EDGEWATER, N.J. (CBSNewYork) – Art and activism meet on the sidewalks of Edgewater, N.J.

Feeling their community lacks awareness or discussion around racial inequality, a group of youngsters are using “chalktivism” to contribute to the Black Lives Matter movement.

Messages of support for protesters and the Black Lives Matter movement written in chalk on June 23, 2020. (credit: Vanessa Murdock/CBS2)

The faces and names of black lives ended too soon line the Riverwalk in Edgewater. The medium: Chalk. The artists: Chalktivists – most of them only in high school.

“Most of here are minors and we aren’t allowed to vote yet, so this is our way spreading the message in Edgewater, the way we know how,” said Prianka Ramalingam, 16.

The Ramalingam sisters, Arya, Sarika and Prianka, started chalktavism to bring the movement home.

“We felt like it was our responsibility to talk about racial injustice that was happening to members of the community,” said Sarika, 20.

The trio hopes to reach those who might be unwilling to listen and help them accomplish two things: First, acknowledgement that there is racial injustice in the United States.


“We try to bring that to light by drawing the faces of the victims of police brutality,” said Sarika. “After you’re forced to acknowledge there is a problem, is then getting informed and educated.”

Drone Force 2 flew along the west bank of the mighty Hudson. It spotted facts interspersed amongst memorials, and a young man taking the time to look and learn.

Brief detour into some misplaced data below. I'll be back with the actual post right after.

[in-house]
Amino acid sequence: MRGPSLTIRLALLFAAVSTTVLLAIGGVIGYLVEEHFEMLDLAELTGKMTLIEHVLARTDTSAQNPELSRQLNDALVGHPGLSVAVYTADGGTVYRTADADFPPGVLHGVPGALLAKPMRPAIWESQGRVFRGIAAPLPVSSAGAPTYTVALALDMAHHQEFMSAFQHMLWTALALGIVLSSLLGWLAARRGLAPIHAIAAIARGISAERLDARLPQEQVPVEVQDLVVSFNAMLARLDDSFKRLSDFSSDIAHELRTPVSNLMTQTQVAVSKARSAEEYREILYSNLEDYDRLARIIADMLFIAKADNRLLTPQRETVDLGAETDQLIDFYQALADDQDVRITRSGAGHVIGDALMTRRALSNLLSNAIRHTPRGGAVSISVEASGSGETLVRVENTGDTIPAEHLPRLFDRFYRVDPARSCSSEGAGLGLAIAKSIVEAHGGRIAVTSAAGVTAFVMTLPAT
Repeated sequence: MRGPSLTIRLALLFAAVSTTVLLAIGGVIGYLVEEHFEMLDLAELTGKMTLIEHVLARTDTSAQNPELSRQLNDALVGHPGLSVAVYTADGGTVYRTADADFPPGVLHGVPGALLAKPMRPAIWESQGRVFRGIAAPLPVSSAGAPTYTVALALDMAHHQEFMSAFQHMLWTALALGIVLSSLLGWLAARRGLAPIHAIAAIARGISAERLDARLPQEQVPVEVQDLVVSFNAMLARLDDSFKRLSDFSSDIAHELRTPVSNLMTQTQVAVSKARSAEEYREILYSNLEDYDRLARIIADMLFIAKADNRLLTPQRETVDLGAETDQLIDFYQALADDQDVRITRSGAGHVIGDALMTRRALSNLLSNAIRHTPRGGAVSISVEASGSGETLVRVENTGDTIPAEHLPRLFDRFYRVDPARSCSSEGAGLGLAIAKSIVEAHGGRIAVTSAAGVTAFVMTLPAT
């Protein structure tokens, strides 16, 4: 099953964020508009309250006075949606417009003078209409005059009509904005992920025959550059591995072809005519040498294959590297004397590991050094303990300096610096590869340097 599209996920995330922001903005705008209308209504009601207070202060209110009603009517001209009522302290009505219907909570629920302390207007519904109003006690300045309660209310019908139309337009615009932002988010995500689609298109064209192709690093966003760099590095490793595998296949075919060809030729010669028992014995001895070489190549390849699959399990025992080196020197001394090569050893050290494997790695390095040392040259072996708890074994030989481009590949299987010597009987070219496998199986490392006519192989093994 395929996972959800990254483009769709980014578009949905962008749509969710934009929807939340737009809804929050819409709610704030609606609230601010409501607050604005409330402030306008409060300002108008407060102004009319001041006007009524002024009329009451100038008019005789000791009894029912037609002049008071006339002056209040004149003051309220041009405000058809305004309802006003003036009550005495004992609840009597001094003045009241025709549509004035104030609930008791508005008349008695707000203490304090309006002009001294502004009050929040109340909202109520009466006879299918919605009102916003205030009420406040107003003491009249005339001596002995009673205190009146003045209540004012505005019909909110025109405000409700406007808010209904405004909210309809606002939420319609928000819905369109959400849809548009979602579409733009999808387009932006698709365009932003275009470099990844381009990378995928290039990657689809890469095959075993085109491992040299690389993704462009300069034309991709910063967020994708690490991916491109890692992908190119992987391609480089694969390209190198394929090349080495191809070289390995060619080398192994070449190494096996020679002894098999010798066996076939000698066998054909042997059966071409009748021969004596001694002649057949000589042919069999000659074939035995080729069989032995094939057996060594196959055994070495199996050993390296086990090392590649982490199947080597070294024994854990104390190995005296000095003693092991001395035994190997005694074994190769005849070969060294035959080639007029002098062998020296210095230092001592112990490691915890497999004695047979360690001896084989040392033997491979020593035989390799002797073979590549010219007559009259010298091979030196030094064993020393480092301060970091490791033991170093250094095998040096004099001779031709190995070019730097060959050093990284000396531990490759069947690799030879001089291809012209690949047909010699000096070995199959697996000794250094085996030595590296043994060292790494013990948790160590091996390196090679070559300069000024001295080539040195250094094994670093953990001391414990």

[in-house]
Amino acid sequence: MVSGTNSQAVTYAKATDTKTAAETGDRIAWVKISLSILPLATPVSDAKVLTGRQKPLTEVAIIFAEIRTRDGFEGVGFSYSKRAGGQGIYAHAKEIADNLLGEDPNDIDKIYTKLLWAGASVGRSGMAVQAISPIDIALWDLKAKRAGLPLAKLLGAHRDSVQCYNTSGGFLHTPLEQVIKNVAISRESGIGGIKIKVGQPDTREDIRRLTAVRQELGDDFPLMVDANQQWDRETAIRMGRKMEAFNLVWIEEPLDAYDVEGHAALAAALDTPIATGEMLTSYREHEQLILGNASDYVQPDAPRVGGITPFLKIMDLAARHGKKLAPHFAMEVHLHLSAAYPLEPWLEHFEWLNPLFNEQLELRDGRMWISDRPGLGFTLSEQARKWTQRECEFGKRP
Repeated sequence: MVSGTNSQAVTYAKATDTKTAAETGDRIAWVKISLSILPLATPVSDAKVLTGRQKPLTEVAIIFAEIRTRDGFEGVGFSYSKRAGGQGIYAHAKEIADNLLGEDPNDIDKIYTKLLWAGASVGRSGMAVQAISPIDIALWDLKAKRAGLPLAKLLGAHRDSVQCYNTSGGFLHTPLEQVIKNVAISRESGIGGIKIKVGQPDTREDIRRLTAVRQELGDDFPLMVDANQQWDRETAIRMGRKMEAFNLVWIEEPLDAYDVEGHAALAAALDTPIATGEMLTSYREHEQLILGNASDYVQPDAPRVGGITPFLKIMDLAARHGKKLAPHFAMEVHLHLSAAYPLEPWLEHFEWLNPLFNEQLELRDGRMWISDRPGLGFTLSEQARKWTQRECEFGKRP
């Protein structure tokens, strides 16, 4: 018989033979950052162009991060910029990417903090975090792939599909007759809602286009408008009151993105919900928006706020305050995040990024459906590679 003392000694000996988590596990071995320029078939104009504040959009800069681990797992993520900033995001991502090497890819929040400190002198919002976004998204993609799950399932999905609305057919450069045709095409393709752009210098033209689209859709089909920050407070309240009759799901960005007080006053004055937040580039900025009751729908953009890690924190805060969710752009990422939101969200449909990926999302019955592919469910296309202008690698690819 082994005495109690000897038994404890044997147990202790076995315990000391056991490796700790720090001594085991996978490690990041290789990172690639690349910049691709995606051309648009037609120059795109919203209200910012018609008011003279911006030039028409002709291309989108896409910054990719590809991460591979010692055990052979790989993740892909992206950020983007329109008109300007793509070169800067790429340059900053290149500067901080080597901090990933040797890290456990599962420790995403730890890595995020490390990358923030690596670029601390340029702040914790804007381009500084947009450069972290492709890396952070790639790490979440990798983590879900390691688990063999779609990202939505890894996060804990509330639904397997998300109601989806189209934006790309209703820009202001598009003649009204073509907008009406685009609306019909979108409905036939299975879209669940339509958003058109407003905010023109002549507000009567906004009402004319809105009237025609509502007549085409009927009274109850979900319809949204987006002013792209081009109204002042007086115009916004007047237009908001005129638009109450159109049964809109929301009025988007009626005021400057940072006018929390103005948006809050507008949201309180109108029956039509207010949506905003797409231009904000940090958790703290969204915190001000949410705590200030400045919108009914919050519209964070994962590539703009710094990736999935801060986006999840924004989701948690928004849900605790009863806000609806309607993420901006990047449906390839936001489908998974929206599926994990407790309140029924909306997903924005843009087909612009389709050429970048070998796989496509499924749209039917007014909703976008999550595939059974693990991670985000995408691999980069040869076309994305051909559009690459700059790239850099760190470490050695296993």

While many strolling along the Riverwalk pause to appreciate their chalktivism, some don’t respect their efforts, CBS2’s Vanessa Murdock reported.

Pilar Carranza, 16, told Murdock their work has been spit on.

“Another person called the cops on us,” she said. “Yesterday there was another lady dragging her feet across everything we did.”

Still these young people persist, because Black Lives Matter.

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“The feeling that I was contributing to these people’s memory, and the knowledge of these statistics that are so important,” said 16-year-old Joaquin Carranza.

“We’ve been able to make a difference,” said Henry Medina, 16.

Every day for two weeks now, with no plans to stop their chalktivism until true change happens.

Comments (2)
  1. June King says:

    BRAVO! BRAVO! BRAVO! I AM SO PROUD OF YOU!!! You are NOT the leaders of tomorrow, you are LEADERS OF TODAY!!!!

    All of my life (I’m 71, Canadian) I have been inspired by teenagers who put forth effort to make a positive difference in bringing about change. So here we are, you at one end of the life spectrum and I at the other but, we stand united for a cause – no generation gap here! God bless each one of you!

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